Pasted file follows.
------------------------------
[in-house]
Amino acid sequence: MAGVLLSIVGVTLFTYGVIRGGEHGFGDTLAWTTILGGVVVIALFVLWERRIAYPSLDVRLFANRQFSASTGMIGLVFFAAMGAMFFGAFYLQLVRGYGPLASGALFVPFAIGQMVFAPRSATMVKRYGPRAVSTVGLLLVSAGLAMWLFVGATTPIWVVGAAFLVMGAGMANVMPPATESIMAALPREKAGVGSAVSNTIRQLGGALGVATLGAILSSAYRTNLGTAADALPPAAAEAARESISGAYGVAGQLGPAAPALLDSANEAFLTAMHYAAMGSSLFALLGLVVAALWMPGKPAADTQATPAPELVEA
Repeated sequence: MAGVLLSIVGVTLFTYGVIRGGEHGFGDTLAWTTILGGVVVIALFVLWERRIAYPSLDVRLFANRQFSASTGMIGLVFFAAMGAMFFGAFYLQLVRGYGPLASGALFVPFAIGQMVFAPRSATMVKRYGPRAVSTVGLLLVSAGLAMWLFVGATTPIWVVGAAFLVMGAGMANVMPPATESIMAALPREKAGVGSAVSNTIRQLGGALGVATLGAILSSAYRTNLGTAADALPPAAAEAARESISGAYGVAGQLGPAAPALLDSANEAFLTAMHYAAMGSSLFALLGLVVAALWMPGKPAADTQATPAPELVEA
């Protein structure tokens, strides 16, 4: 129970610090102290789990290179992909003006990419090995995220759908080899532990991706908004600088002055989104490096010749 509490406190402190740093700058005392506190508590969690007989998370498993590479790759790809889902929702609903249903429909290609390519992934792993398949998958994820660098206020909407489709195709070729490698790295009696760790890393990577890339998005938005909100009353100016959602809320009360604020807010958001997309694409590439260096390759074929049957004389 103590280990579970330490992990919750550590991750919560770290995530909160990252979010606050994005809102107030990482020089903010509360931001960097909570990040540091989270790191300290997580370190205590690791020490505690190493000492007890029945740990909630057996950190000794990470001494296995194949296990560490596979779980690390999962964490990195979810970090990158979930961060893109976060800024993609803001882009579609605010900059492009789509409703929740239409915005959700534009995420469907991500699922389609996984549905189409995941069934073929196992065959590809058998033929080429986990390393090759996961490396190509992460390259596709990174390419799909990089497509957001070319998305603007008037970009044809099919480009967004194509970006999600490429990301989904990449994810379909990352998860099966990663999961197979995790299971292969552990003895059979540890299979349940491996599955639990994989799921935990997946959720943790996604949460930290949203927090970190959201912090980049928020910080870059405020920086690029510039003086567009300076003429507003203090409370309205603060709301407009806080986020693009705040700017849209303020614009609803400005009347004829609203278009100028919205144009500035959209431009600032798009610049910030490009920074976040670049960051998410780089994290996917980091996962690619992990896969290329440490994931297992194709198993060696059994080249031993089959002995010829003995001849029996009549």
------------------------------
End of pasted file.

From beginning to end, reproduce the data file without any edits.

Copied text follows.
[in-house]
Amino acid sequence: MAGVLLSIVGVTLFTYGVIRGGEHGFGDTLAWTTILGGVVVIALFVLWERRIAYPSLDVRLFANRQFSASTGMIGLVFFAAMGAMFFGAFYLQLVRGYGPLASGALFVPFAIGQMVFAPRSATMVKRYGPRAVSTVGLLLVSAGLAMWLFVGATTPIWVVGAAFLVMGAGMANVMPPATESIMAALPREKAGVGSAVSNTIRQLGGALGVATLGAILSSAYRTNLGTAADALPPAAAEAARESISGAYGVAGQLGPAAPALLDSANEAFLTAMHYAAMGSSLFALLGLVVAALWMPGKPAADTQATPAPELVEA
Repeated sequence: MAGVLLSIVGVTLFTYGVIRGGEHGFGDTLAWTTILGGVVVIALFVLWERRIAYPSLDVRLFANRQFSASTGMIGLVFFAAMGAMFFGAFYLQLVRGYGPLASGALFVPFAIGQMVFAPRSATMVKRYGPRAVSTVGLLLVSAGLAMWLFVGATTPIWVVGAAFLVMGAGMANVMPPATESIMAALPREKAGVGSAVSNTIRQLGGALGVATLGAILSSAYRTNLGTAADALPPAAAEAARESISGAYGVAGQLGPAAPALLDSANEAFLTAMHYAAMGSSLFALLGLVVAALWMPGKPAADTQATPAPELVEA
């Protein structure tokens, strides 16, 4: 129970610090102290789990290179992909003006990419090995995220759908080899532990991706908004600088002055989104490096010749 509490406190402190740093700058005392506190508590969690007989998370498993590479790759790809889902929702609903249903429909290609390519992934792993398949998958994820660098206020909407489709195709070729490698790295009696760790890393990577890339998005938005909100009353100016959602809320009360604020807010958001997309694409590439260096390759074929049957004389 103590280990579970330490992990919750550590991750919560770290995530909160990252979010606050994005809102107030990482020089903010509360931001960097909570990040540091989270790191300290997580370190205590690791020490505690190493000492007890029945740990909630057996950190000794990470001494296995194949296990560490596979779980690390999962964490990195979810970090990158979930961060893109976060800024993609803001882009579609605010900059492009789509409703929740239409915005959700534009995420469907991500699922389609996984549905189409995941069934073929196992065959590809058998033929080429986990390393090759996961490396190509992460390259596709990174390419799909990089497509957001070319998305603007008037970009044809099919480009967004194509970006999600490429990301989904990449994810379909990352998860099966990663999961197979995790299971292969552990003895059979540890299979349940491996599955639990994989799921935990997946959720943790996604949460930290949203927090970190959201912090980049928020910080870059405020920086690029510039003086567009300076003429507003203090409370309205603060709301407009806080986020693009705040700017849209303020614009609803400005009347004829609203278009100028919205144009500035959209431009600032798009610049910030490009920074976040670049960051998410780089994290996917980091996962690619992990896969290329440490994931297992194709198993060696059994080249031993089959002995010829003995001849029996009549």